Check out a few of the animals and plants that have been observed over the past year in our wildlife sanctuary

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To learn or sign up for our spring homeschool classes, click here.

Owls Live Festival on March 24, 1-4pm

Join us on Saturday, March 24, from 1-4 pm, for an afternoon filled with fun activities and a chance to see live owls from Mass Audubon’s Blue Hills Trailside Museum. Find out what makes owls unique and which owls you can find in your own backyard!

There will also be crafts, owl cookies to decorate, face painting, an outdoor owl quest, art projects, refreshments, and more. And don’t forget to enter a drawing for a chance to win toys, a Mass Audubon membership, a bird print, or a free week at camp.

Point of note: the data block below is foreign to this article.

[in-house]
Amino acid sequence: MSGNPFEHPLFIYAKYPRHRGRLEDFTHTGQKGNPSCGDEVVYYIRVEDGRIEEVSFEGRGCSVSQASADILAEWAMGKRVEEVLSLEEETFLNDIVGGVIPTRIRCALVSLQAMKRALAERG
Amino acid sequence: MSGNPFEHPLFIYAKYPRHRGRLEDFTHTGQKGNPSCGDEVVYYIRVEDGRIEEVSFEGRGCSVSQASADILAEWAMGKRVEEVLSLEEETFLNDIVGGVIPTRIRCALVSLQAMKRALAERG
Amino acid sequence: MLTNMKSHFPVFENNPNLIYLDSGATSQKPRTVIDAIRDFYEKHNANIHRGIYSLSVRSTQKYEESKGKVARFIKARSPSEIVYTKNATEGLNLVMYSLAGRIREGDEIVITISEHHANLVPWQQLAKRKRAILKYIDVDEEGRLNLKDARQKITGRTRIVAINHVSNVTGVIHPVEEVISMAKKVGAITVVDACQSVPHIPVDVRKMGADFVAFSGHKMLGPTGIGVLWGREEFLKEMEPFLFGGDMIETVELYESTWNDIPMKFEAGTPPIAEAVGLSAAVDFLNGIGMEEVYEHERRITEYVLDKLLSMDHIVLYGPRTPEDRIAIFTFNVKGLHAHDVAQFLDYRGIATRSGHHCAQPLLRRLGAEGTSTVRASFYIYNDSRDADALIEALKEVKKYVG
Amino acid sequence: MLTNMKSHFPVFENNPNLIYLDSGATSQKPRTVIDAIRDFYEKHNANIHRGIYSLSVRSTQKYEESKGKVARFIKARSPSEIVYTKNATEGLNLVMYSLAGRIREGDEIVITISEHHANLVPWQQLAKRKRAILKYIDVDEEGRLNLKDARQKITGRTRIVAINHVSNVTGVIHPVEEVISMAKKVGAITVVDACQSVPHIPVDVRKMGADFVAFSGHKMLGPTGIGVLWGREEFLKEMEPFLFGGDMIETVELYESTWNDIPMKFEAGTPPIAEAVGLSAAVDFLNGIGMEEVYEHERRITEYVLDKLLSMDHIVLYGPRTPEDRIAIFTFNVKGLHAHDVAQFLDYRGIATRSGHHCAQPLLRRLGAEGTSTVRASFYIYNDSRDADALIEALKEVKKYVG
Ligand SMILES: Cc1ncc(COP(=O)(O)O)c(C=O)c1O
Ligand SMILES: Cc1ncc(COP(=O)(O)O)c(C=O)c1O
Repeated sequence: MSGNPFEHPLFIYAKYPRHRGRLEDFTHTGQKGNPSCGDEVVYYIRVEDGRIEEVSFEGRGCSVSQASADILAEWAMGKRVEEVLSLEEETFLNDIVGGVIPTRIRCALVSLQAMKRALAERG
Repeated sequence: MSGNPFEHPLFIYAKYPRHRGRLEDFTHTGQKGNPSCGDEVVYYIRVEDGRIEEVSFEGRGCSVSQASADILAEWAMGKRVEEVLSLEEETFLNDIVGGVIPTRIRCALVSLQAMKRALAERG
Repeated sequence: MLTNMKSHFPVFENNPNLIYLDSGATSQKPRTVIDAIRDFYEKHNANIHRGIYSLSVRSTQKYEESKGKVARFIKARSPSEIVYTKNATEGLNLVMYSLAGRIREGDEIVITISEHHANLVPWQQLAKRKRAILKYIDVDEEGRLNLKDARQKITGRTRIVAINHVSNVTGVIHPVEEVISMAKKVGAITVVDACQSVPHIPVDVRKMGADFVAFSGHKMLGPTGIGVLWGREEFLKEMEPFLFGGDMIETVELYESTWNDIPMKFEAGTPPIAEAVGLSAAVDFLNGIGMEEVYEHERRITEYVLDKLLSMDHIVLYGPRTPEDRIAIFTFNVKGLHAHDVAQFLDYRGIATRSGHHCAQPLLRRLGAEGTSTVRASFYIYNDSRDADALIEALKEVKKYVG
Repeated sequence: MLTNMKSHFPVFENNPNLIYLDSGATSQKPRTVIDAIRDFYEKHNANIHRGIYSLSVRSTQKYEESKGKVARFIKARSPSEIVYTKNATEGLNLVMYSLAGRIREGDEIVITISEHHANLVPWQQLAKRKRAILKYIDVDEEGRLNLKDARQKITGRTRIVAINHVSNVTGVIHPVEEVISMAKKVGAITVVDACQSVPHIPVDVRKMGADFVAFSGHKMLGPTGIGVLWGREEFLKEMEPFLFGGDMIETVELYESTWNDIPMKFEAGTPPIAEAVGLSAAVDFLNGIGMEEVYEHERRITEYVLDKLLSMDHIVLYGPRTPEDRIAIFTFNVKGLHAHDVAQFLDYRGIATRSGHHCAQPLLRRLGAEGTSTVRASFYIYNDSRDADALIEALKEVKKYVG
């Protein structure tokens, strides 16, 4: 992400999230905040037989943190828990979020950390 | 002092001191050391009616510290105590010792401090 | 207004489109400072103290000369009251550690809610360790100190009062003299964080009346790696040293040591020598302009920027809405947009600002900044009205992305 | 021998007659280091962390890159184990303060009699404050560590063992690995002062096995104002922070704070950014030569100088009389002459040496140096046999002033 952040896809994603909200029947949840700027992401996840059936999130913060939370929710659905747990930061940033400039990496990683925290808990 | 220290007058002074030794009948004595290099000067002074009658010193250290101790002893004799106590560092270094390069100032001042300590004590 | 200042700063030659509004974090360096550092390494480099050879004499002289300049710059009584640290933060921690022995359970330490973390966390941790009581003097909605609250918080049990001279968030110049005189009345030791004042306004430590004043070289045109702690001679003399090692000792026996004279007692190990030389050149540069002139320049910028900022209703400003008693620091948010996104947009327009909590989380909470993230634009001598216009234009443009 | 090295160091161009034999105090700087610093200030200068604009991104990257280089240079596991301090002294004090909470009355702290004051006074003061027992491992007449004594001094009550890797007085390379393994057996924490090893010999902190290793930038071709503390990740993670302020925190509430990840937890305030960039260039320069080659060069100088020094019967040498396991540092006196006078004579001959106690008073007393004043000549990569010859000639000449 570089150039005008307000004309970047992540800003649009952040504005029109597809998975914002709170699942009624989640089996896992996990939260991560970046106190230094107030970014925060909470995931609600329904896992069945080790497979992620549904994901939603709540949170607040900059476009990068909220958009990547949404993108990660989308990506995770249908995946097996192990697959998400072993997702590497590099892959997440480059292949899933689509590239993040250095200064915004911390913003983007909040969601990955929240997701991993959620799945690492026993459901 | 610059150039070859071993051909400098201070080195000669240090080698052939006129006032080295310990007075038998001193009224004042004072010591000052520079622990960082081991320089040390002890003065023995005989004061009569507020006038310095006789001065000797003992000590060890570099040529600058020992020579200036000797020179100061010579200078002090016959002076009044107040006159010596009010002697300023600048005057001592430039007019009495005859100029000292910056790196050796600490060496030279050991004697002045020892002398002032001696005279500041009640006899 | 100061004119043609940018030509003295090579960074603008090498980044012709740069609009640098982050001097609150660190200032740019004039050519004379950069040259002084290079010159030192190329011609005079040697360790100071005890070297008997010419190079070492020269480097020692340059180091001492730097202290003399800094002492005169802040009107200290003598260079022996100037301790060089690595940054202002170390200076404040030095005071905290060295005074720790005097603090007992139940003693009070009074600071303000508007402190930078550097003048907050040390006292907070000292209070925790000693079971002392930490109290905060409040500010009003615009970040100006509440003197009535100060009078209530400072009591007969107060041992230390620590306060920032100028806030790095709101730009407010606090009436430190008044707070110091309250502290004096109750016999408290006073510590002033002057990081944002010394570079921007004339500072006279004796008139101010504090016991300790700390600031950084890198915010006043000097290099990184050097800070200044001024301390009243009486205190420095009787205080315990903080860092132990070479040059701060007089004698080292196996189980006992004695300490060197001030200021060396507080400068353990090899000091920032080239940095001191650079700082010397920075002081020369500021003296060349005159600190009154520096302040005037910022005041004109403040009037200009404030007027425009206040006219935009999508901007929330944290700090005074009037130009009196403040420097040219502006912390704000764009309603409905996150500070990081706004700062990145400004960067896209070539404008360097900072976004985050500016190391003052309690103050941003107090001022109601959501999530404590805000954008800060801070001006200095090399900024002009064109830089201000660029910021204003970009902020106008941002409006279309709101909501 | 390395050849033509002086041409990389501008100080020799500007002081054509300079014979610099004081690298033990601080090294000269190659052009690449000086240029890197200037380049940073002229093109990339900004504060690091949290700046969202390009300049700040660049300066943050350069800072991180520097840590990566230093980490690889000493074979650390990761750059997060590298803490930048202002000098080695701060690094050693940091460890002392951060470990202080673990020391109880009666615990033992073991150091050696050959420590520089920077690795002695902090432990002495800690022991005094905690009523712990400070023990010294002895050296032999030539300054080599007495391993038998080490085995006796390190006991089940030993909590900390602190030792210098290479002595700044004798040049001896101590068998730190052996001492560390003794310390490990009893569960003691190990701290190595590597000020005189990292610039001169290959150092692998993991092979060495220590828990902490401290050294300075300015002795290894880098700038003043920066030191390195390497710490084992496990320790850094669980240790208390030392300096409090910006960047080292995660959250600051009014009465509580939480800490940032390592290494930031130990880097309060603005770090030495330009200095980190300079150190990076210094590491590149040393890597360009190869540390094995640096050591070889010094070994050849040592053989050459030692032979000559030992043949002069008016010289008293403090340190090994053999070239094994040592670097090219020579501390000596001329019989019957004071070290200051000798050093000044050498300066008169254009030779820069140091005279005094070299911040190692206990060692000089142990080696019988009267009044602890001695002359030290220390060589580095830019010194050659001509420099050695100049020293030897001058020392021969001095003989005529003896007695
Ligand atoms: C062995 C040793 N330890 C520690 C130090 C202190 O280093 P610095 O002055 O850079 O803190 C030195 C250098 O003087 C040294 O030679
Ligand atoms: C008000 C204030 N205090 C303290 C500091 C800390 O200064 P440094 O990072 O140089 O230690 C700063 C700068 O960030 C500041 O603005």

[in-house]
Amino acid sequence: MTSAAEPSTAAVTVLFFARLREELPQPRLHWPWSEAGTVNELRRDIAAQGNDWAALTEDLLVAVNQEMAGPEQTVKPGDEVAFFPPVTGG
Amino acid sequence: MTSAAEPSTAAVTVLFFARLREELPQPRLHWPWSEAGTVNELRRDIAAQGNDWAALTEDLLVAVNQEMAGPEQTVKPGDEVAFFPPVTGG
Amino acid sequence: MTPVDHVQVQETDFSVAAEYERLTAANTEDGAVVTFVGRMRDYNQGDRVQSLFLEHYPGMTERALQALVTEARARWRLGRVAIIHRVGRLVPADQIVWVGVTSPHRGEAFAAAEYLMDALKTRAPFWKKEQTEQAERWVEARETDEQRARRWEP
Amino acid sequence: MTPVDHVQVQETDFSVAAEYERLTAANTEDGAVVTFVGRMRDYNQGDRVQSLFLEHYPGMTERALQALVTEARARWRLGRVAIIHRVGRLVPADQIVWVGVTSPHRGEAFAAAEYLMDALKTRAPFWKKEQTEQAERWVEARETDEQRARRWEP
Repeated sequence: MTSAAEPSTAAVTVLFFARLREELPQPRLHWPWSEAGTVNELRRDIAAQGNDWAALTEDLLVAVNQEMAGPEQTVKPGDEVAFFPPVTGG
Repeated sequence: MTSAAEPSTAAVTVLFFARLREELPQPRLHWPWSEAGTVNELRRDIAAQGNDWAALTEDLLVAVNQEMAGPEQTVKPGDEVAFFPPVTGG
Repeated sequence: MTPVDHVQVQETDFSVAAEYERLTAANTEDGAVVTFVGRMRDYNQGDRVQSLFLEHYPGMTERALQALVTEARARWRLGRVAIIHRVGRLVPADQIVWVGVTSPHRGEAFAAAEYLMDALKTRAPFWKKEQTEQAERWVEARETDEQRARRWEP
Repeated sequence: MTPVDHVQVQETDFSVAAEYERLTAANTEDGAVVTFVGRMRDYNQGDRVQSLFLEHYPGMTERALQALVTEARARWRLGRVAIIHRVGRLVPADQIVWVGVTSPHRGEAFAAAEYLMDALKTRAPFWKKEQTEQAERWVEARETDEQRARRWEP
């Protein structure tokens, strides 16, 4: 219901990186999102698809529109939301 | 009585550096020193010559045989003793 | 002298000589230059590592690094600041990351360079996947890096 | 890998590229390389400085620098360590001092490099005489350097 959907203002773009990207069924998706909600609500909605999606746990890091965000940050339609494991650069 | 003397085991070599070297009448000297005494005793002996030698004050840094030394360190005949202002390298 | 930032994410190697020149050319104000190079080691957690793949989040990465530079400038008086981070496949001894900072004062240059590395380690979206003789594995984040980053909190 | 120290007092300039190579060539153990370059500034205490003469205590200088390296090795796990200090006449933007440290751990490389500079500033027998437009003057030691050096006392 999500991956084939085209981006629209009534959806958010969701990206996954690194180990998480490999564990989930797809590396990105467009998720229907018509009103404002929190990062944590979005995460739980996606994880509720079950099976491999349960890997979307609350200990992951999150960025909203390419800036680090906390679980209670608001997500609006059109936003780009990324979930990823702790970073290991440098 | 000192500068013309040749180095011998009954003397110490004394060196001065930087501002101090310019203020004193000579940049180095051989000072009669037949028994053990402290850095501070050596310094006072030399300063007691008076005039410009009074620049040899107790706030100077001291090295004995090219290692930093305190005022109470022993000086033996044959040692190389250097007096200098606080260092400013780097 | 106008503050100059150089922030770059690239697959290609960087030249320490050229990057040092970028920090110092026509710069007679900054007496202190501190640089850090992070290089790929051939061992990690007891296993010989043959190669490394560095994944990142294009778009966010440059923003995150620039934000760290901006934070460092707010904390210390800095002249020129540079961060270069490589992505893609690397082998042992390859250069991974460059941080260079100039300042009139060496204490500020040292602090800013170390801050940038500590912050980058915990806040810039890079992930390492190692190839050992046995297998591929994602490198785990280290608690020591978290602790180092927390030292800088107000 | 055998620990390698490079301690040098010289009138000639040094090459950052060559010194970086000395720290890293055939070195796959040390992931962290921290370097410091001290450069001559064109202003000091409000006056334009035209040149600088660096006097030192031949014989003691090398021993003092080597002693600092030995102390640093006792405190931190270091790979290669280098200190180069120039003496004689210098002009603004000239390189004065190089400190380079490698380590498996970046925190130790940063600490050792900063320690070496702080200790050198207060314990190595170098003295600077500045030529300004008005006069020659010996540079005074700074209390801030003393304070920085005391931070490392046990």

Proceeds of this fundraiser provide scholarships for our Wild at Art! summer camp.

Please Note

  • All ages are welcome.
  • Registration not required.
  • Parking will be available across the street at Canton High School (900 Washington Street, Canton, MA 02021).
  • Event will take place rain or shine. 

 

Discovering, exploring, and creating: Wild at Art Vacation programs are soaring

We have had a wonderful February Vacation Week of programs and wanted to share our programming with you though these brief videos.

Tuesday February 20, 2018